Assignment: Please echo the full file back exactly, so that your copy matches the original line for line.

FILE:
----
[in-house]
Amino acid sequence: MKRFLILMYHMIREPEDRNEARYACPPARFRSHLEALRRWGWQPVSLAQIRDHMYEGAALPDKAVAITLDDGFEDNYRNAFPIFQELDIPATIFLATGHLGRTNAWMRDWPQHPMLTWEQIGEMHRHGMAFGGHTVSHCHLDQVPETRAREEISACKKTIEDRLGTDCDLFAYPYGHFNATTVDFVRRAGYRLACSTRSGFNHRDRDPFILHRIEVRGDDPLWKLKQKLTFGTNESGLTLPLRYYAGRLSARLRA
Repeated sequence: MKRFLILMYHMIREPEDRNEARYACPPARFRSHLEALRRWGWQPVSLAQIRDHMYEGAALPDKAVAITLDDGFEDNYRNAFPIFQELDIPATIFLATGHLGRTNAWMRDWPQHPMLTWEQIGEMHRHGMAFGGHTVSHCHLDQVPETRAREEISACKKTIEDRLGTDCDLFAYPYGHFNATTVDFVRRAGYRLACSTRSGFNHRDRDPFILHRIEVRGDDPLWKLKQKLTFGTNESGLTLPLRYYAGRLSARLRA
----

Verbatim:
[in-house]
Amino acid sequence: MKRFLILMYHMIREPEDRNEARYACPPARFRSHLEALRRWGWQPVSLAQIRDHMYEGAALPDKAVAITLDDGFEDNYRNAFPIFQELDIPATIFLATGHLGRTNAWMRDWPQHPMLTWEQIGEMHRHGMAFGGHTVSHCHLDQVPETRAREEISACKKTIEDRLGTDCDLFAYPYGHFNATTVDFVRRAGYRLACSTRSGFNHRDRDPFILHRIEVRGDDPLWKLKQKLTFGTNESGLTLPLRYYAGRLSARLRA
Repeated sequence: MKRFLILMYHMIREPEDRNEARYACPPARFRSHLEALRRWGWQPVSLAQIRDHMYEGAALPDKAVAITLDDGFEDNYRNAFPIFQELDIPATIFLATGHLGRTNAWMRDWPQHPMLTWEQIGEMHRHGMAFGGHTVSHCHLDQVPETRAREEISACKKTIEDRLGTDCDLFAYPYGHFNATTVDFVRRAGYRLACSTRSGFNHRDRDPFILHRIEVRGDDPLWKLKQKLTFGTNESGLTLPLRYYAGRLSARLRA